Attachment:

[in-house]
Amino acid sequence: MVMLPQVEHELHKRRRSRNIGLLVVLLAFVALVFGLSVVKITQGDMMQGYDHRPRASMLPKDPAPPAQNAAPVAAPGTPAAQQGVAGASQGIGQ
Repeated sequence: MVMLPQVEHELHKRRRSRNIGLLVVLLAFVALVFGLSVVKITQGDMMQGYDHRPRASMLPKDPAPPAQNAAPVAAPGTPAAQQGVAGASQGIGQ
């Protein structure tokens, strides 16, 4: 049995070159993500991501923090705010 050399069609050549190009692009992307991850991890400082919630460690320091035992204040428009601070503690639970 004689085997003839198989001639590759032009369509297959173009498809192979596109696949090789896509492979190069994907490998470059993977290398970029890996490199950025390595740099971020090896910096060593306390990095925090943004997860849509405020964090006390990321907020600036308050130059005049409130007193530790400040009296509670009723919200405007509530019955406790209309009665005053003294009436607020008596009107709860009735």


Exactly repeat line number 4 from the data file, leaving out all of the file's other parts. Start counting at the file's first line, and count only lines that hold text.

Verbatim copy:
């Protein structure tokens, strides 16, 4: 049995070159993500991501923090705010 050399069609050549190009692009992307991850991890400082919630460690320091035992204040428009601070503690639970 004689085997003839198989001639590759032009369509297959173009498809192979596109696949090789896509492979190069994907490998470059993977290398970029890996490199950025390595740099971020090896910096060593306390990095925090943004997860849509405020964090006390990321907020600036308050130059005049409130007193530790400040009296509670009723919200405007509530019955406790209309009665005053003294009436607020008596009107709860009735």